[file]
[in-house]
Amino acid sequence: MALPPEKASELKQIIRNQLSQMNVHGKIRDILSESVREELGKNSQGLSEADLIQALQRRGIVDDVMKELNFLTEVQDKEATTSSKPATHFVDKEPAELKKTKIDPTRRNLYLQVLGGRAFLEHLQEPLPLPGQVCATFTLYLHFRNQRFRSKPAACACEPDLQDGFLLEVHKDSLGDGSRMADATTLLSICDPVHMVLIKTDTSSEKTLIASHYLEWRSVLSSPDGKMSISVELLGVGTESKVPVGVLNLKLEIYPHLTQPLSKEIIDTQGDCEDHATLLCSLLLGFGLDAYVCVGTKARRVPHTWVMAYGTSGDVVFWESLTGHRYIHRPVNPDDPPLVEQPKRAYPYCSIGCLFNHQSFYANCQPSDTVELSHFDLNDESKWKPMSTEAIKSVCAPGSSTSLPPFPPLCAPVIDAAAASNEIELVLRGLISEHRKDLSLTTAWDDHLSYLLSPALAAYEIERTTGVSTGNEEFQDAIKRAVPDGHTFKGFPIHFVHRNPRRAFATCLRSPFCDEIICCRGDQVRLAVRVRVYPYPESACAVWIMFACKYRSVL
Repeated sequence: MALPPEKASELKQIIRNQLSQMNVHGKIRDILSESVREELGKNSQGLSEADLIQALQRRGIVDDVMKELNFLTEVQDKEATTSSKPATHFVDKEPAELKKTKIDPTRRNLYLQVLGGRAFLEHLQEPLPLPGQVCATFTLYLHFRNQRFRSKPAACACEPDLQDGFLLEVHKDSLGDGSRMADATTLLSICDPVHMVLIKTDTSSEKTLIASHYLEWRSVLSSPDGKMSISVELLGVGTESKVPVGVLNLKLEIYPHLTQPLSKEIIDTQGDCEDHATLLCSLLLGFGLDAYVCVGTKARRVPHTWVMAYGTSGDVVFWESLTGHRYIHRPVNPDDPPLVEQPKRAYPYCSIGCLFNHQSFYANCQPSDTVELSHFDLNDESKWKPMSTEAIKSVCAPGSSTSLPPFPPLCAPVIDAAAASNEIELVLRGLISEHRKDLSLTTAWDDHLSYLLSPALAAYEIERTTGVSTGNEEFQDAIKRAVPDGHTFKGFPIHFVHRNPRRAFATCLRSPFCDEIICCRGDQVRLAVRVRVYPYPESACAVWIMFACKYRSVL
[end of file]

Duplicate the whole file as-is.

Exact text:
[in-house]
Amino acid sequence: MALPPEKASELKQIIRNQLSQMNVHGKIRDILSESVREELGKNSQGLSEADLIQALQRRGIVDDVMKELNFLTEVQDKEATTSSKPATHFVDKEPAELKKTKIDPTRRNLYLQVLGGRAFLEHLQEPLPLPGQVCATFTLYLHFRNQRFRSKPAACACEPDLQDGFLLEVHKDSLGDGSRMADATTLLSICDPVHMVLIKTDTSSEKTLIASHYLEWRSVLSSPDGKMSISVELLGVGTESKVPVGVLNLKLEIYPHLTQPLSKEIIDTQGDCEDHATLLCSLLLGFGLDAYVCVGTKARRVPHTWVMAYGTSGDVVFWESLTGHRYIHRPVNPDDPPLVEQPKRAYPYCSIGCLFNHQSFYANCQPSDTVELSHFDLNDESKWKPMSTEAIKSVCAPGSSTSLPPFPPLCAPVIDAAAASNEIELVLRGLISEHRKDLSLTTAWDDHLSYLLSPALAAYEIERTTGVSTGNEEFQDAIKRAVPDGHTFKGFPIHFVHRNPRRAFATCLRSPFCDEIICCRGDQVRLAVRVRVYPYPESACAVWIMFACKYRSVL
Repeated sequence: MALPPEKASELKQIIRNQLSQMNVHGKIRDILSESVREELGKNSQGLSEADLIQALQRRGIVDDVMKELNFLTEVQDKEATTSSKPATHFVDKEPAELKKTKIDPTRRNLYLQVLGGRAFLEHLQEPLPLPGQVCATFTLYLHFRNQRFRSKPAACACEPDLQDGFLLEVHKDSLGDGSRMADATTLLSICDPVHMVLIKTDTSSEKTLIASHYLEWRSVLSSPDGKMSISVELLGVGTESKVPVGVLNLKLEIYPHLTQPLSKEIIDTQGDCEDHATLLCSLLLGFGLDAYVCVGTKARRVPHTWVMAYGTSGDVVFWESLTGHRYIHRPVNPDDPPLVEQPKRAYPYCSIGCLFNHQSFYANCQPSDTVELSHFDLNDESKWKPMSTEAIKSVCAPGSSTSLPPFPPLCAPVIDAAAASNEIELVLRGLISEHRKDLSLTTAWDDHLSYLLSPALAAYEIERTTGVSTGNEEFQDAIKRAVPDGHTFKGFPIHFVHRNPRRAFATCLRSPFCDEIICCRGDQVRLAVRVRVYPYPESACAVWIMFACKYRSVL